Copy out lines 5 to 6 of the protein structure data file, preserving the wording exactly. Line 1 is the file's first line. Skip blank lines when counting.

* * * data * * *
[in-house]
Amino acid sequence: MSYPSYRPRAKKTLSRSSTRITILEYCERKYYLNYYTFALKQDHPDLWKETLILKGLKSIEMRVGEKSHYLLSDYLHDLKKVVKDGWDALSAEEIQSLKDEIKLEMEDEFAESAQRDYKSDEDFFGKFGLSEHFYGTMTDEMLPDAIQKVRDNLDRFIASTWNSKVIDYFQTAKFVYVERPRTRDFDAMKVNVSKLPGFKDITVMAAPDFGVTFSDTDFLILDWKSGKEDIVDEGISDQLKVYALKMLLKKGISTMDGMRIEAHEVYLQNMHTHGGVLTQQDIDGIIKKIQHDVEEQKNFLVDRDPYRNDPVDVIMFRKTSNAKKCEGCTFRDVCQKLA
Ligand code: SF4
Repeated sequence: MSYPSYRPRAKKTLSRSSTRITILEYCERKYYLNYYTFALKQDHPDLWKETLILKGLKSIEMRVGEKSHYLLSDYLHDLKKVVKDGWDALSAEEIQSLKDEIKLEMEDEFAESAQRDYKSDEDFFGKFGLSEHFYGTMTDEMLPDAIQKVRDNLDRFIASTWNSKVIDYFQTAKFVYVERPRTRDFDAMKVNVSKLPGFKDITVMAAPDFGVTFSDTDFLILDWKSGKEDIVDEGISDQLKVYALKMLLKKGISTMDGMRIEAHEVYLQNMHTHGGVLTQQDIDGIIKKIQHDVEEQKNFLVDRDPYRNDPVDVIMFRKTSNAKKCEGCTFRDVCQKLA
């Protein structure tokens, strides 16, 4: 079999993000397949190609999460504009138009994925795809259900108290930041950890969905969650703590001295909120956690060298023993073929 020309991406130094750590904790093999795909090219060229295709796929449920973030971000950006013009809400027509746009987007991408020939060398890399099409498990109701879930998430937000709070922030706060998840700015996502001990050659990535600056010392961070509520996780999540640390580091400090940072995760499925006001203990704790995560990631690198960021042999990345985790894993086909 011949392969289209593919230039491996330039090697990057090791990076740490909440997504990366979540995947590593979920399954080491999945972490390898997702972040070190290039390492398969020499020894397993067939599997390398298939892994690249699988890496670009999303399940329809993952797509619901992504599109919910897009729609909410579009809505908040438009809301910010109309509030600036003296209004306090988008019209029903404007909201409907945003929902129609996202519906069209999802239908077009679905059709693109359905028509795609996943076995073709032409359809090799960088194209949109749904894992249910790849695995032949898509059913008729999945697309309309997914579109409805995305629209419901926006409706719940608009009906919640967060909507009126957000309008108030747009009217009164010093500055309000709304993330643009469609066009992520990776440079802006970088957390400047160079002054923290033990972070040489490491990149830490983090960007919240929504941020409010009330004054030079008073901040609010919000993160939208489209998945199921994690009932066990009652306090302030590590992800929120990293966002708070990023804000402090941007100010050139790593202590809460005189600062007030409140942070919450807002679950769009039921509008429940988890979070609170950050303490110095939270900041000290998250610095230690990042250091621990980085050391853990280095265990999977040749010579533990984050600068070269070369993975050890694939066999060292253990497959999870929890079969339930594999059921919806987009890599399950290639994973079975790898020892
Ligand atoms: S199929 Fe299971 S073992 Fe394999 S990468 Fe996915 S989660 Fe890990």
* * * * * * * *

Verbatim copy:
């Protein structure tokens, strides 16, 4: 079999993000397949190609999460504009138009994925795809259900108290930041950890969905969650703590001295909120956690060298023993073929 020309991406130094750590904790093999795909090219060229295709796929449920973030971000950006013009809400027509746009987007991408020939060398890399099409498990109701879930998430937000709070922030706060998840700015996502001990050659990535600056010392961070509520996780999540640390580091400090940072995760499925006001203990704790995560990631690198960021042999990345985790894993086909 011949392969289209593919230039491996330039090697990057090791990076740490909440997504990366979540995947590593979920399954080491999945972490390898997702972040070190290039390492398969020499020894397993067939599997390398298939892994690249699988890496670009999303399940329809993952797509619901992504599109919910897009729609909410579009809505908040438009809301910010109309509030600036003296209004306090988008019209029903404007909201409907945003929902129609996202519906069209999802239908077009679905059709693109359905028509795609996943076995073709032409359809090799960088194209949109749904894992249910790849695995032949898509059913008729999945697309309309997914579109409805995305629209419901926006409706719940608009009906919640967060909507009126957000309008108030747009009217009164010093500055309000709304993330643009469609066009992520990776440079802006970088957390400047160079002054923290033990972070040489490491990149830490983090960007919240929504941020409010009330004054030079008073901040609010919000993160939208489209998945199921994690009932066990009652306090302030590590992800929120990293966002708070990023804000402090941007100010050139790593202590809460005189600062007030409140942070919450807002679950769009039921509008429940988890979070609170950050303490110095939270900041000290998250610095230690990042250091621990980085050391853990280095265990999977040749010579533990984050600068070269070369993975050890694939066999060292253990497959999870929890079969339930594999059921919806987009890599399950290639994973079975790898020892
Ligand atoms: S199929 Fe299971 S073992 Fe394999 S990468 Fe996915 S989660 Fe890990």